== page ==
Flexor carpi ulnaris and flexor carpi radialis tendinitis are found in the right hand of the right-handed golfer, arising from the broader range of flexion and extension in the right (trailing) hand during the swing. Crepitus, localised swelling, tenderness, and pain to resist palmar flexion is present in both FCU and FCR tendinitis. Resisted pronation and radial deviation will cause pain in FCR tendinitis. Radiographs can show up calcific deposits in the tendon of FCU (Kief Haber and Stern 1992)[8].

Splints (in neutral position), NSAIDs, a temporary activity restriction, and corticosteroid injections are usually successful, but recalcitrant cases may require surgery.

Extensor carpi ulnaris tendinitis is characterised by tenderness over the ulnar aspect of the dorsal wrist. Symptoms are exacerbated by forced ulnar deviation and flexion of the wrist. Golfers with a tendency to 'casting' are at risk of developing this inflammation. It can usually be treated conservatively as with FCU/FCR above, plus modification of the swing. Pain in the same region may alternatively indicate a rupture of the ulnar septum with subluxation of ECU. In this case, the golfer usually complains of a painful snap as the subluxed tendon reduces during pronation of the forearm in the down-swing. Acute cases should be immobilised for six weeks. Chronic cases may respond to taping but will usually require reconstruction of the fibro-osseous tunnel.


Lateral epicondylitis (tennis elbow) is golfers' most common elbow problem. It occurs on the outer aspect of the left elbow in the right-handed golfer. The motion of the left arm during the swing is similar to the backhand tennis stroke. The muscle contraction of the left elbow extensor mass during impact to maintain control of the club usually produces the injury. Clinically there is tenderness over the extensor mass 1-2cm distal to the lateral epicondyle. In severe cases, resisted wrist extension or passive wrist flexion will aggravate the pain. The most effective short-term treatment is corticosteroid injection, but to keep the condition at bay, patients will need to modify their activity (Smidt et al. 2002)[9]. Once the acute symptoms have gone, patients should seek advice from a golf professional to reduce grip tension and swing errors (especially a flat swing plane). Clubs should have large grips, more flexible shafts (graphite or mechanically filtered steel), and heads with more significant sweet spots to reduce vibration. A counterforce brace in the proximal forearm significantly reduces vibration and acceleration forces at the elbow (Walther et al. 2002)[10]. In recalcitrant cases, surgery is indicated.

Medial epicondylitis (golfer's elbow) is an overuse syndrome involving the musculotendinous origins of the flexor-pronator mass. Swing technique errors such as 'hitting from the top' can create excessive valgus stress on the elbow and lead to tension overload injury to the flexor-pronator group. Patients describe aching pain on the inner side of the elbow, frequently radiating into the forearm. Patients may also complain of grip strength weakness and pain to resisted wrist pronation and flexion. The associated ulnar nerve symptoms of this condition are probably secondary to local inflammation, resulting in neuritis and entrapment.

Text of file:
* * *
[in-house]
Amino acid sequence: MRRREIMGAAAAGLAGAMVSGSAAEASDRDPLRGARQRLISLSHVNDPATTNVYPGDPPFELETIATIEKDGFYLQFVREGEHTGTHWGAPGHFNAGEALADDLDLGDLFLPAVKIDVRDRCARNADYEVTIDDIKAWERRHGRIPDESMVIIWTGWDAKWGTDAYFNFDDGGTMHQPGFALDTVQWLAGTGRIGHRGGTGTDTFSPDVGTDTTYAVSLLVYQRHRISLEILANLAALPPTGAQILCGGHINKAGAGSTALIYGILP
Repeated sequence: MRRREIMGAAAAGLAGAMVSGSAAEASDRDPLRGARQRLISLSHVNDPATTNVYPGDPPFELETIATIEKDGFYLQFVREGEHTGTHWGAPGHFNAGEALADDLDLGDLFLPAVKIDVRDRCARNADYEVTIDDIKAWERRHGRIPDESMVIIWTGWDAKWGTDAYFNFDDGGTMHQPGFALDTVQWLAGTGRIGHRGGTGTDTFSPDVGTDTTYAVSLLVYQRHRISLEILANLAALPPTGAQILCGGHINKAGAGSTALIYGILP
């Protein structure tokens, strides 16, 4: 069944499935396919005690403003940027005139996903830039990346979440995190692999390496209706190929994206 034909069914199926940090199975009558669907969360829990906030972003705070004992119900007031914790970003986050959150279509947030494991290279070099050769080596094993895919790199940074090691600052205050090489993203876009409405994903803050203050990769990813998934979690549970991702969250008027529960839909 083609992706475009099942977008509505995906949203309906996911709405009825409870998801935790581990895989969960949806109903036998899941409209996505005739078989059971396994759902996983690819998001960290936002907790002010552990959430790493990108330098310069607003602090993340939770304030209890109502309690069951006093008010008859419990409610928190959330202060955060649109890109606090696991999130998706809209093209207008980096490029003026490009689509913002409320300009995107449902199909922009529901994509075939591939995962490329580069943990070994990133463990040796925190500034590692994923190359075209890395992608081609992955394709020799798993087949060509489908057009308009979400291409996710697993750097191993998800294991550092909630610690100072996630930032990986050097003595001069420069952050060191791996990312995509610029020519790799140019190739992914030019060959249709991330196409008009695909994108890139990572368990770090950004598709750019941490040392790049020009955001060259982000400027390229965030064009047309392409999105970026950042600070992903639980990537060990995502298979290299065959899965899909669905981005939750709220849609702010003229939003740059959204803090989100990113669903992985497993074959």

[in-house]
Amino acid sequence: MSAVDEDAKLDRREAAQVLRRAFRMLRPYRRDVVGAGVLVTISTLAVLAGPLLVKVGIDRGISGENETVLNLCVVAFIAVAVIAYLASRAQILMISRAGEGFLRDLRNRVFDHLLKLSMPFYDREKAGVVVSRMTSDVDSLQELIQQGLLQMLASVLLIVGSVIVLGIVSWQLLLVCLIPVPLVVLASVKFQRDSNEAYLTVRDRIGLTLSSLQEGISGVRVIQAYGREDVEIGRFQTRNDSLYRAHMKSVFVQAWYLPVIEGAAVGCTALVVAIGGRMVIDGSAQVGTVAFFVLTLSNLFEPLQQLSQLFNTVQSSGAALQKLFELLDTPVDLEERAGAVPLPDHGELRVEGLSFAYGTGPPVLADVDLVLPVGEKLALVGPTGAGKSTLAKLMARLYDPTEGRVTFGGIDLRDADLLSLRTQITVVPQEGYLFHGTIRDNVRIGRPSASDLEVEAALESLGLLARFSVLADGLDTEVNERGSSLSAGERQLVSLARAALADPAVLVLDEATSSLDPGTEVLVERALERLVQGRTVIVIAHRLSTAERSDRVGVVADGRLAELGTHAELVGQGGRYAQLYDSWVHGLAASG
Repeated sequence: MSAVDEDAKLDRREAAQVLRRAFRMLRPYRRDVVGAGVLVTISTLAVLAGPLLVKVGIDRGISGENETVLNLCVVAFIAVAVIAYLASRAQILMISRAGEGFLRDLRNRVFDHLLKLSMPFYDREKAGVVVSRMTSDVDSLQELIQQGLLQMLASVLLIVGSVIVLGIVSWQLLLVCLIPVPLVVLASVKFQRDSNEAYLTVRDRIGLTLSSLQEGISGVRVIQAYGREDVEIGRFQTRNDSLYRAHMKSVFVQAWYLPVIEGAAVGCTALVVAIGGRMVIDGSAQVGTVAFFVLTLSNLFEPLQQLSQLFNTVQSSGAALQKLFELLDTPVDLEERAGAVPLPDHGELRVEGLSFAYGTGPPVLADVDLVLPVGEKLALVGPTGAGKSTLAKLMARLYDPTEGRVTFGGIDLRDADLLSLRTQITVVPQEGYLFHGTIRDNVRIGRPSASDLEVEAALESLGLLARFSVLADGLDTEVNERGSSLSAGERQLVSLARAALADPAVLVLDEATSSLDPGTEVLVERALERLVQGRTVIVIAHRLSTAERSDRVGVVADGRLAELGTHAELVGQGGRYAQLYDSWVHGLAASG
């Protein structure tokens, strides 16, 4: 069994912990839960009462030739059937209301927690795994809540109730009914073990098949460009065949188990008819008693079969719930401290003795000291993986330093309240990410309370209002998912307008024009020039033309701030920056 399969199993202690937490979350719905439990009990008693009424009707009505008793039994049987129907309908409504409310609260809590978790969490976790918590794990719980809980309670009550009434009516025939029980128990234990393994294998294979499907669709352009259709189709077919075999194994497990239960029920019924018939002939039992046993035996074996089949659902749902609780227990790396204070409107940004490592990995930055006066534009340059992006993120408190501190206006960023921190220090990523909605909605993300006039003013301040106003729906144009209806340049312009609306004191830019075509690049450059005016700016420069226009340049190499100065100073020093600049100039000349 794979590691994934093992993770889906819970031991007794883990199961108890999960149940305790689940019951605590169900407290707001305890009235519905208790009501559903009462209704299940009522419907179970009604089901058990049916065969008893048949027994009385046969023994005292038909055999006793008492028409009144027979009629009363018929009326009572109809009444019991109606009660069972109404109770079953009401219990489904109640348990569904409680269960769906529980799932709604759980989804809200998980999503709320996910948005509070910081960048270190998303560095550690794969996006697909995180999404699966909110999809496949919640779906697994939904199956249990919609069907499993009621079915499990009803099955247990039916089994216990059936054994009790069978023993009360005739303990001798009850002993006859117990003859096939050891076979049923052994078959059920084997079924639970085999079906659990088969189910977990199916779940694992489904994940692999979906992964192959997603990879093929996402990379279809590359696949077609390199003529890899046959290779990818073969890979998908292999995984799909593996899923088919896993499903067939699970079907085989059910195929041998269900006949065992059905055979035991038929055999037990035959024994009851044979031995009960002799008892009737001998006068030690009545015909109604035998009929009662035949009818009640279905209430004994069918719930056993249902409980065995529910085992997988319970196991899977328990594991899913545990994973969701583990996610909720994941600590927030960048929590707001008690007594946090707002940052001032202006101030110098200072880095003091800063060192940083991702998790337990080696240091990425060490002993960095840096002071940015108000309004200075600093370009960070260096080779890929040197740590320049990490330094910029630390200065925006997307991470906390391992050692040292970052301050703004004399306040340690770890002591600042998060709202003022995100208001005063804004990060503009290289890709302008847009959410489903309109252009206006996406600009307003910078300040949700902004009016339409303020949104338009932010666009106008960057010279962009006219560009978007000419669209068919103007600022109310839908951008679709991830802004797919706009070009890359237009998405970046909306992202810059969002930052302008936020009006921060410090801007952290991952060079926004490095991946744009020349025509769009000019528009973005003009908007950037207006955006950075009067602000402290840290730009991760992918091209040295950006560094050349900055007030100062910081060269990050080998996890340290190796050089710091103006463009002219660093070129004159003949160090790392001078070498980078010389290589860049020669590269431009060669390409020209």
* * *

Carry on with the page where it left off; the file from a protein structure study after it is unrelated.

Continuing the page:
Conservative treatment is similar to that for lateral epicondylitis. Once symptoms have improved, patients should follow a supervised rehab programme. Initially, exercises are done with the elbow flexed, progressing into more significant extension as symptoms improve. The goal is to achieve better levels of strength and endurance than pre-injury. And, as with tennis elbow, the golfer must improve their technique and equipment. Counterforce bracing is helpful.


Shoulder pain is less common in golf than in overhead sports, but overuse injuries are frequently seen in the lead arm. Watch out for referred shoulder pain arising from cervical spondylosis, cervical disc disease, diaphragmatic irritation, and myocardial ischaemia.

The acromioclavicular joint is more commonly affected than the glenohumeral joint (Mallon and Colosimo 1995)[11]. At the top of the backswing, there is significant cross-body adduction with an elevation of the left arm to 120 degrees. The cartilage separating the two articular surfaces of the acromioclavicular joint starts to deteriorate in the second decade of life. Repeated compression of a degenerated AC joint during the back-swing can lead to anterior shoulder pain. Treat initially by avoiding activities that worsen the pain, plus NSAIDs for pain relief. If pain persists, intra-articular steroid injection has improved symptoms for at least 12 months (Hossain et al. 2003)[12].

One way to reduce the stress on the AC joint of the leading shoulder without sacrificing clubhead speed is to shorten the swing by ending the back-swing with the clubhead at a one o'clock instead of a three o'clock position. Golfers with persistent symptoms and advanced arthritis may benefit from resectioning of the distal clavicle to unload the painful joint.